"We will be honoring films produced after June 2019, 2020 and 2021 in order to make up for those that will not be able to be recognized this year."
LOS ANGELES, CA, UNITED STATES, November 30, 2020 /EINPresswire.com/ — Following the global success of the inaugural 2019 Impact Humanity Television and Film Festival which received over 2,000 submissions from 112 countries, Festival Founder, David McKenzie, announced that next year’s 2021 Festival will have both a Virtual Event in February and an in-person multi day event later in the year; this comes after this year’s Festival was postponement due to the Covid-19 pandemic.
The inaugural event was attended by prominent world dignitaries with submissions judged by an elite panel of entertainment leaders and was part of the impactful Aurora Humanitarian Initiative – (www./auroraprize.com/en/prize/detail/about).
David McKenzie said that starting December 1st, we will be welcoming submissions for next year’s Festival. We will be honoring films produced after June 2019, 2020 and 2021 in order to make up for those that will not be able to be recognized this year. Submissions can be made via FilmFreeway (https://filmfreeway.com/ImpactHumanityTelevisionandFilmFestival-1). The winners will be included in a one hour nationally televised television special and award show about the film festival. The winners will be included in it as well as clips from the show. The Impact Humanity Television and Film Festival plans to do this every year as a TV special so that the winners and their projects are recognized globally via television.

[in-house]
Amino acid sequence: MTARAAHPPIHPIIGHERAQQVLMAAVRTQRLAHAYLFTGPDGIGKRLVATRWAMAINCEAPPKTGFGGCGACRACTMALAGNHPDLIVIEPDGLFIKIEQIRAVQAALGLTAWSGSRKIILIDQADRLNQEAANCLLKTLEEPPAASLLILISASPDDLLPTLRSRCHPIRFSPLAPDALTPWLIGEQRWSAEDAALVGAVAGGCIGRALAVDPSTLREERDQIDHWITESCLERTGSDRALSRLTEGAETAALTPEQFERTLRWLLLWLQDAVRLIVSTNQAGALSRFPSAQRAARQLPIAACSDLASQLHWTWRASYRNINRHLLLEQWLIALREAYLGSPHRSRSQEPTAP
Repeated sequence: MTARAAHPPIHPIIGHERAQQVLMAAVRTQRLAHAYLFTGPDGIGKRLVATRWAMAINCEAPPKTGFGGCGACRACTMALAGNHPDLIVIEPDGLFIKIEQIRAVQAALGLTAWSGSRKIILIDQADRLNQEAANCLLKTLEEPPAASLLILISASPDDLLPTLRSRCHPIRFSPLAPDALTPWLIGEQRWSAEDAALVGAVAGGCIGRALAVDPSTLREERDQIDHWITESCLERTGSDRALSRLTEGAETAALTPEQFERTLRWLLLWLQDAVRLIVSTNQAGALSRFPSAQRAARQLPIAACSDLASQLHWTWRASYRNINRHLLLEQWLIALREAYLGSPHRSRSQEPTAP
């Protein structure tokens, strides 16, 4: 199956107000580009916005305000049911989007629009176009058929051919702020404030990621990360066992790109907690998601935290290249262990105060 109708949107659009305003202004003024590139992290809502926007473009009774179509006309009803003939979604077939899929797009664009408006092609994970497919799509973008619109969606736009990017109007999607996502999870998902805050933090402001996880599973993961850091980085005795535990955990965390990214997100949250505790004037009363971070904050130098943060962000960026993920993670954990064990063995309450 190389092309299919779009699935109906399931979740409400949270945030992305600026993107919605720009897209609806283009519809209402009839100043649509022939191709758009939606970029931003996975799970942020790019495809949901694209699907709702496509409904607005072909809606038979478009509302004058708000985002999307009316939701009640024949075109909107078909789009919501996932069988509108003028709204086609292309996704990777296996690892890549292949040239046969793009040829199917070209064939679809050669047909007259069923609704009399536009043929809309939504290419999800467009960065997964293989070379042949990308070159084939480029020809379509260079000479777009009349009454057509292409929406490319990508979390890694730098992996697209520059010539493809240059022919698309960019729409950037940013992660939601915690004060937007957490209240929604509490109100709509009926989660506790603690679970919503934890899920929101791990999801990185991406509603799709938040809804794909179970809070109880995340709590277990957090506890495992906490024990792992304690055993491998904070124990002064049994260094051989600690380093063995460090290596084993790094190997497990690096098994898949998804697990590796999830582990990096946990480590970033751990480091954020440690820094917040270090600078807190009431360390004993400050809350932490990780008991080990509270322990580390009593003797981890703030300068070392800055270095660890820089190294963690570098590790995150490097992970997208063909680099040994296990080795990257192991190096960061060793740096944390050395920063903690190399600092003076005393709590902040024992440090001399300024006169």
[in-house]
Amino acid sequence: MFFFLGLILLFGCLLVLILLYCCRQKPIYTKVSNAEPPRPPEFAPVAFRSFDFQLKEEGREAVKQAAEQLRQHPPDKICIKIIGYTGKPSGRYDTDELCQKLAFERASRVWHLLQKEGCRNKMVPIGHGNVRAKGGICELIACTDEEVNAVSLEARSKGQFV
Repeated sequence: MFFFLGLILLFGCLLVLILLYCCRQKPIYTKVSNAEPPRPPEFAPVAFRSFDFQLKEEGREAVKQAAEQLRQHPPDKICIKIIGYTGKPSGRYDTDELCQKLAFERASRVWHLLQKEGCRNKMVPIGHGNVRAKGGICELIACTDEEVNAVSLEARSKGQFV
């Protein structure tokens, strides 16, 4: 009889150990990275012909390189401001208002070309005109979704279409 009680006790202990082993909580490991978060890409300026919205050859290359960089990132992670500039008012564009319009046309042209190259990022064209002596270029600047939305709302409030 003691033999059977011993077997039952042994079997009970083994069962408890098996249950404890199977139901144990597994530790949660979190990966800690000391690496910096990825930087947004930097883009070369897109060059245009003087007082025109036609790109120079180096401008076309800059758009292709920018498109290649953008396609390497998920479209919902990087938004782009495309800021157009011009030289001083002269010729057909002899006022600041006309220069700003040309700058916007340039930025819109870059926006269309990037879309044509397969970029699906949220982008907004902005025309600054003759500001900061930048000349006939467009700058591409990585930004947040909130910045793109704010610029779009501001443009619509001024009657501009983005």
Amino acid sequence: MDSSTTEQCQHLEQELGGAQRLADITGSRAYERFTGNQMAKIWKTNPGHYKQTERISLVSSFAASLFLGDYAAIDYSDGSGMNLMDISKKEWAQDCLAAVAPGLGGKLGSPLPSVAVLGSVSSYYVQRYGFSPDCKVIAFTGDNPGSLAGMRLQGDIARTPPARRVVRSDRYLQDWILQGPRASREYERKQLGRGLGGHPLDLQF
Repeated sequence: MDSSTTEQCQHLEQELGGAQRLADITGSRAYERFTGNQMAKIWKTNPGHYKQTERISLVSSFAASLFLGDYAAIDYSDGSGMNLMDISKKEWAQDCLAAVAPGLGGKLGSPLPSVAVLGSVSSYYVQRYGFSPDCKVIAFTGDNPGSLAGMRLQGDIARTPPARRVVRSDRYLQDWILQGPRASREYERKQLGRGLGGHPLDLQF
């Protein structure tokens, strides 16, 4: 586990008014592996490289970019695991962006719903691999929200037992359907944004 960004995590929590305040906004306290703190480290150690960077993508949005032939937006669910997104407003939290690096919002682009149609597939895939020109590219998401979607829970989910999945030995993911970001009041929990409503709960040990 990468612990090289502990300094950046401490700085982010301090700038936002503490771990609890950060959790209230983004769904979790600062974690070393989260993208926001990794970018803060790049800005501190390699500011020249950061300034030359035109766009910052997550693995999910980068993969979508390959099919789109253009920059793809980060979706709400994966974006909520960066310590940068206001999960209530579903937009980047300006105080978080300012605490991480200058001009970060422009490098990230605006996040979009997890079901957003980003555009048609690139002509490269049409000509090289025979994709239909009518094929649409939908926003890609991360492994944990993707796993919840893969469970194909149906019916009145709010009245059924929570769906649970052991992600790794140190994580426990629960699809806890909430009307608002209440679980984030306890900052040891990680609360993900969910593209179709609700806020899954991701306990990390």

In addition to established categories honoring filmmakers for Features films, Documentaries, Television and Shorts, this year’s Festival has added a Young Filmmakers Category to encourage young filmmakers to focus their efforts on global humanitarian rights and causes. The idea of the Impact Humanity Television and Film Festival is to raise awareness on the issues related to the global humanitarian crisis and actions to save people through the television shows, feature films and documentaries we present. The Festival highlights television and film projects that involve human rights and strive to preserve and advance humanitarian causes.
McKenzie said that he believes it is important to call attention to human rights issues everywhere around the world and that the Festival will serve as a bridge to encourage television and film producers to raise awareness of human rights issues through their future television and film projects.
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Source: EIN Presswire